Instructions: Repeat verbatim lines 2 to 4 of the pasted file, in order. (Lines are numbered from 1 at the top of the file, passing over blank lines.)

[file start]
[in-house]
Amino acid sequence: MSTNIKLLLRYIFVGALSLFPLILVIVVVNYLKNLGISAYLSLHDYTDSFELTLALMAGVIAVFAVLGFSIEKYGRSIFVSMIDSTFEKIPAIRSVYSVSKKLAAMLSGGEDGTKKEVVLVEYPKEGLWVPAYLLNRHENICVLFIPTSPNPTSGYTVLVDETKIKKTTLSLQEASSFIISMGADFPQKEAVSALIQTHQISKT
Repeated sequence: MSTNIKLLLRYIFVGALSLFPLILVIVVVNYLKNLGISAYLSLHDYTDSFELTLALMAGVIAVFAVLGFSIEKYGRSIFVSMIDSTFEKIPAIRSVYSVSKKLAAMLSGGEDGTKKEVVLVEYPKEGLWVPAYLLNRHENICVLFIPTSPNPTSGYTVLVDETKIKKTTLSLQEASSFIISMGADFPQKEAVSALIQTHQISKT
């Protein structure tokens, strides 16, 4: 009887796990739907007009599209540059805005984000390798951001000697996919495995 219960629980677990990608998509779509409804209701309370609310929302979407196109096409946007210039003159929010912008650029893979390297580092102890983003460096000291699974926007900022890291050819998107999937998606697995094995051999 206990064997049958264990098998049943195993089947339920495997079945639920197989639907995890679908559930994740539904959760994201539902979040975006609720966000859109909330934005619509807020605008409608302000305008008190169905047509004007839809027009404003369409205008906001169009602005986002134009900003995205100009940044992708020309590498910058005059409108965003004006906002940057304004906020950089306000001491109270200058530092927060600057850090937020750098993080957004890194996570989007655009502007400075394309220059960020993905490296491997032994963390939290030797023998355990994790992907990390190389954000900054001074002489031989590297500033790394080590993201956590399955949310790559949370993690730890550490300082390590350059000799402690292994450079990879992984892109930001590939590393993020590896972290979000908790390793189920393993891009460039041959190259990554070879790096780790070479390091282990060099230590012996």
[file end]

Amino acid sequence: MSTNIKLLLRYIFVGALSLFPLILVIVVVNYLKNLGISAYLSLHDYTDSFELTLALMAGVIAVFAVLGFSIEKYGRSIFVSMIDSTFEKIPAIRSVYSVSKKLAAMLSGGEDGTKKEVVLVEYPKEGLWVPAYLLNRHENICVLFIPTSPNPTSGYTVLVDETKIKKTTLSLQEASSFIISMGADFPQKEAVSALIQTHQISKT
Repeated sequence: MSTNIKLLLRYIFVGALSLFPLILVIVVVNYLKNLGISAYLSLHDYTDSFELTLALMAGVIAVFAVLGFSIEKYGRSIFVSMIDSTFEKIPAIRSVYSVSKKLAAMLSGGEDGTKKEVVLVEYPKEGLWVPAYLLNRHENICVLFIPTSPNPTSGYTVLVDETKIKKTTLSLQEASSFIISMGADFPQKEAVSALIQTHQISKT
């Protein structure tokens, strides 16, 4: 009887796990739907007009599209540059805005984000390798951001000697996919495995 219960629980677990990608998509779509409804209701309370609310929302979407196109096409946007210039003159929010912008650029893979390297580092102890983003460096000291699974926007900022890291050819998107999937998606697995094995051999 206990064997049958264990098998049943195993089947339920495997079945639920197989639907995890679908559930994740539904959760994201539902979040975006609720966000859109909330934005619509807020605008409608302000305008008190169905047509004007839809027009404003369409205008906001169009602005986002134009900003995205100009940044992708020309590498910058005059409108965003004006906002940057304004906020950089306000001491109270200058530092927060600057850090937020750098993080957004890194996570989007655009502007400075394309220059960020993905490296491997032994963390939290030797023998355990994790992907990390190389954000900054001074002489031989590297500033790394080590993201956590399955949310790559949370993690730890550490300082390590350059000799402690292994450079990879992984892109930001590939590393993020590896972290979000908790390793189920393993891009460039041959190259990554070879790096780790070479390091282990060099230590012996």